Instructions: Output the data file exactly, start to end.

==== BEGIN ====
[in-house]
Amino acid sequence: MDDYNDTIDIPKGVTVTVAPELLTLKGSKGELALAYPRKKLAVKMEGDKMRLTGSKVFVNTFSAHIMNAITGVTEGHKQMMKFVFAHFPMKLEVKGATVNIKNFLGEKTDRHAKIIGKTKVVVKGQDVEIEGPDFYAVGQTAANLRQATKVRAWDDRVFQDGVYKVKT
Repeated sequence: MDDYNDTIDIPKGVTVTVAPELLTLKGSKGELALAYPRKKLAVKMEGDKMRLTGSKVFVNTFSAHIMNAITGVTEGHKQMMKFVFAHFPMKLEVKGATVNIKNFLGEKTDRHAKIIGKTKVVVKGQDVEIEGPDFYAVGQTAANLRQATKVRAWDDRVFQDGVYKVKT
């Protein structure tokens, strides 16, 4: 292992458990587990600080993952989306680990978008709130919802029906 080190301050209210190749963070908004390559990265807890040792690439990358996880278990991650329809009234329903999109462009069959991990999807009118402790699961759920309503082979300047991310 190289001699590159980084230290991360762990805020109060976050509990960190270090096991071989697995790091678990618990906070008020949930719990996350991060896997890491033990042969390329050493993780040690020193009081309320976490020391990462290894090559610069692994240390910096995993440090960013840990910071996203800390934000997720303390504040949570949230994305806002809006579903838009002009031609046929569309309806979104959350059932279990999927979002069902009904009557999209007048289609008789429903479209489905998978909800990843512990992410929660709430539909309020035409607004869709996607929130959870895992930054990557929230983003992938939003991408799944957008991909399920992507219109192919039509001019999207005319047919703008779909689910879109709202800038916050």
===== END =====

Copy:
[in-house]
Amino acid sequence: MDDYNDTIDIPKGVTVTVAPELLTLKGSKGELALAYPRKKLAVKMEGDKMRLTGSKVFVNTFSAHIMNAITGVTEGHKQMMKFVFAHFPMKLEVKGATVNIKNFLGEKTDRHAKIIGKTKVVVKGQDVEIEGPDFYAVGQTAANLRQATKVRAWDDRVFQDGVYKVKT
Repeated sequence: MDDYNDTIDIPKGVTVTVAPELLTLKGSKGELALAYPRKKLAVKMEGDKMRLTGSKVFVNTFSAHIMNAITGVTEGHKQMMKFVFAHFPMKLEVKGATVNIKNFLGEKTDRHAKIIGKTKVVVKGQDVEIEGPDFYAVGQTAANLRQATKVRAWDDRVFQDGVYKVKT
């Protein structure tokens, strides 16, 4: 292992458990587990600080993952989306680990978008709130919802029906 080190301050209210190749963070908004390559990265807890040792690439990358996880278990991650329809009234329903999109462009069959991990999807009118402790699961759920309503082979300047991310 190289001699590159980084230290991360762990805020109060976050509990960190270090096991071989697995790091678990618990906070008020949930719990996350991060896997890491033990042969390329050493993780040690020193009081309320976490020391990462290894090559610069692994240390910096995993440090960013840990910071996203800390934000997720303390504040949570949230994305806002809006579903838009002009031609046929569309309806979104959350059932279990999927979002069902009904009557999209007048289609008789429903479209489905998978909800990843512990992410929660709430539909309020035409607004869709996607929130959870895992930054990557929230983003992938939003991408799944957008991909399920992507219109192919039509001019999207005319047919703008779909689910879109709202800038916050």